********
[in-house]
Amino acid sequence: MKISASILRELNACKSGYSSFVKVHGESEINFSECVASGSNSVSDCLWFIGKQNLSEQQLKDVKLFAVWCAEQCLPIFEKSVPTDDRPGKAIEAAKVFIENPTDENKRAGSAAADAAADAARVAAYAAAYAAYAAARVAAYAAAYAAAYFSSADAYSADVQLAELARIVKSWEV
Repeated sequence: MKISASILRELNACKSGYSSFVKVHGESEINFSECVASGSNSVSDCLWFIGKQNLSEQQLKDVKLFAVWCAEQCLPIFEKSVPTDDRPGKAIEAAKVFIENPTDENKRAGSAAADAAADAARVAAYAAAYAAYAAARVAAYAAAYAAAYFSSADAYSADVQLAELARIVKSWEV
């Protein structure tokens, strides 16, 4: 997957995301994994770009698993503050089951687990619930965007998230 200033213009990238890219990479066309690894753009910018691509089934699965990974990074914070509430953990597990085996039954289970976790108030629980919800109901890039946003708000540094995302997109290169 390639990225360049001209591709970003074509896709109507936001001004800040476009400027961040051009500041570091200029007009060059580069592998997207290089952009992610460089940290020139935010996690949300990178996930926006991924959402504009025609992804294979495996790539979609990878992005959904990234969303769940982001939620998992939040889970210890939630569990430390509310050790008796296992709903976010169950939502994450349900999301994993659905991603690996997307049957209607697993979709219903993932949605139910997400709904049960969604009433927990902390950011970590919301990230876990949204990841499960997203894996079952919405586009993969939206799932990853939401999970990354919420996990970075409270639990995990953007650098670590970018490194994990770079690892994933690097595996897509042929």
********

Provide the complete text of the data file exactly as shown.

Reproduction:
[in-house]
Amino acid sequence: MKISASILRELNACKSGYSSFVKVHGESEINFSECVASGSNSVSDCLWFIGKQNLSEQQLKDVKLFAVWCAEQCLPIFEKSVPTDDRPGKAIEAAKVFIENPTDENKRAGSAAADAAADAARVAAYAAAYAAYAAARVAAYAAAYAAAYFSSADAYSADVQLAELARIVKSWEV
Repeated sequence: MKISASILRELNACKSGYSSFVKVHGESEINFSECVASGSNSVSDCLWFIGKQNLSEQQLKDVKLFAVWCAEQCLPIFEKSVPTDDRPGKAIEAAKVFIENPTDENKRAGSAAADAAADAARVAAYAAAYAAYAAARVAAYAAAYAAAYFSSADAYSADVQLAELARIVKSWEV
């Protein structure tokens, strides 16, 4: 997957995301994994770009698993503050089951687990619930965007998230 200033213009990238890219990479066309690894753009910018691509089934699965990974990074914070509430953990597990085996039954289970976790108030629980919800109901890039946003708000540094995302997109290169 390639990225360049001209591709970003074509896709109507936001001004800040476009400027961040051009500041570091200029007009060059580069592998997207290089952009992610460089940290020139935010996690949300990178996930926006991924959402504009025609992804294979495996790539979609990878992005959904990234969303769940982001939620998992939040889970210890939630569990430390509310050790008796296992709903976010169950939502994450349900999301994993659905991603690996997307049957209607697993979709219903993932949605139910997400709904049960969604009433927990902390950011970590919301990230876990949204990841499960997203894996079952919405586009993969939206799932990853939401999970990354919420996990970075409270639990995990953007650098670590970018490194994990770079690892994933690097595996897509042929």